“Golden Eagle: Witnesses to a Changing West” is a breathtaking film that transports you to a dramatic, but imperiled western landscape with me, Chuck Preston, and my research team as we rappel into cliffside golden eagle nests to examine and place leg bands on these magnificent birds. Stunning images of the eagles and landscapes are accompanied by Native American and other voices to paint an intimate portrait of this American icon, its habitat and the threats both face in a rapidly changing American West.
The Golden Eagle
The golden eagle is an inspiring symbol of strength and freedom, highly revered among cultures around the world and federally protected in the U.S. This magnificent raptor sports a wingspan of nearly 7 feet and possesses powerful legs, feet and razor-sharp talons that can capture prey as formidable as wolves and deer. The golden eagle has recently emerged as a species of acute conservation concern in western North America and is listed as a species of greatest conservation need in Wyoming and other western states. As an apex predator, the golden eagle is especially vital to the ecosystems it occupies. Studies suggest golden eagle populations are declining in some areas of the western U.S. but remain stable in other areas.
The Changing West
Threats to golden eagles are increasing, and even local population stability in the face of rapid climate and habitat changes may be short-lived. Critical golden eagle and other wildlife habitats are being fragmented and eliminated by traditional and wind energy development, residential sprawl, invasive plant species and off-road recreation. Additional threats include collisions with vehicles and other human made structures, unintentional lead poisoning, illegal trapping, poisoning and shooting. Long-term monitoring and research are critical to understanding the effects of human activities on golden eagle reproduction and survival.
The Adventure of Exploration
My team and I began a long-term exploration of golden eagle nesting ecology in the eastern margin of the Greater Yellowstone Ecosystem in 2009. My fascination with birds of prey was sparked decades ago during my childhood and early research career in Arkansas. Our work in Wyoming has been filled with more than a few challenges but is also jam-packed with the excitement of discovery and the life-enhancing camaraderie that develops when people of diverse backgrounds come together around a common purpose.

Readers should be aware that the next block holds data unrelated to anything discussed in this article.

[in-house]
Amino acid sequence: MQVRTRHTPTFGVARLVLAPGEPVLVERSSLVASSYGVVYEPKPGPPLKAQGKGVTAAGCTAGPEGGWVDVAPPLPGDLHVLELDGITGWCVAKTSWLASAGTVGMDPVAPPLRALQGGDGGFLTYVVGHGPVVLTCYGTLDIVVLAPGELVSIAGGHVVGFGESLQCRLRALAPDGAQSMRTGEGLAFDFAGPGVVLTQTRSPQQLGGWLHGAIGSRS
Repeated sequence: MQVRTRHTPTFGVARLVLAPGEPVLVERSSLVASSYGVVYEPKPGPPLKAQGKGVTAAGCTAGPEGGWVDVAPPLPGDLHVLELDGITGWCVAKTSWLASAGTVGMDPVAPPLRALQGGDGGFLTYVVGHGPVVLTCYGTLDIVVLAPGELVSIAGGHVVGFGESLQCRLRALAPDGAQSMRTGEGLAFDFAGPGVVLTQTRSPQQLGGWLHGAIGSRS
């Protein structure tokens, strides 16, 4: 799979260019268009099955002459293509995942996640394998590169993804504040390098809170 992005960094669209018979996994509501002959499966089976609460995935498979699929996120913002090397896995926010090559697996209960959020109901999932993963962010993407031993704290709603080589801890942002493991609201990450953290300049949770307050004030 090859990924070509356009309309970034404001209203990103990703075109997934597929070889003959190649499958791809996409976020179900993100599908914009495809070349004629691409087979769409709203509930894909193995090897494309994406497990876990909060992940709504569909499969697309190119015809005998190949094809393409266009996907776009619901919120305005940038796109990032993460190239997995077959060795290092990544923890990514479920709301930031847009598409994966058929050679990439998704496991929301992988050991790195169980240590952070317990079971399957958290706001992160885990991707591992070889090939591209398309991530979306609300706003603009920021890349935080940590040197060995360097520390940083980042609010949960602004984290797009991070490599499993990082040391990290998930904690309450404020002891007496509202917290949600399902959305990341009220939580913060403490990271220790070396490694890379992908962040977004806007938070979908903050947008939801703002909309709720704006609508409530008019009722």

Along the way we’ve learned much about golden eagles and their prey; had some close calls with grizzly bears and rattlesnakes; gained some insights into the complex relationships between people and wildlife; and exposed some universal themes in nature. “Golden Eagles: Witnesses to a Changing West” captures the adventure of our exploration and reveals some of our discoveries. It brings you along with us to the sagebrush canyonlands of Wyoming’s Bighorn Basin as we scale cliffs to enter nests, band nestlings and subadult eagles, collect eagle prey remains and survey prey populations after dark. You’ll discover an emerging virus that is threatening these key prey populations.
Filmmakers David and Melissa Rohm, Wild Excellence Films, have applied their keen insights and immense talents to bring you the lavish panorama of our study area and highlight our efforts to conserve golden eagle populations amid the growing challenges they face. The filmmakers present a rich and compelling story that includes perspectives from Native American cultures, wildlife rehabilitators, scientists and conservationists. Renowned naturalist and author Kenn Kaufman contributes a thoughtful and personal perspective through his narration.
Watch "Golden Eagles: Witnesses to a Changing West" on Thursday, Nov. 3 at 3:30 p.m.
About the author: Dr. Charles R. Preston an Arkansas native, is the Willis McDonald, IV, founding and senior curator emeritus of the Draper Natural History Museum at the Buffalo Bill Center of the West in Cody, Wyoming, and senior research associate with Teton Raptor Center, Wilson, Wyoming. He garnered international recognition for his visionary design and development of the Draper Museum, where he forged a groundbreaking partnership with the Prince Albert II of Monaco Foundation to foster biodiversity conservation in Greater Yellowstone. Prior to his appointment at the Draper Museum in 1998, Dr. Preston was chairman of the department of zoology at the Denver Museum of Nature and Science (1990 – 1998) and a tenured associate professor of biology at the University of Arkansas at Little Rock (1982 – 1989). Dr. Preston earned his doctorate in zoology/ecology at the University of Arkansas in 1982 under renowned professor Douglas James. Preston and his wife, journalist Penny Preston, now split their time between Wapiti, Wyoming, and Mountainburg, Arkansas.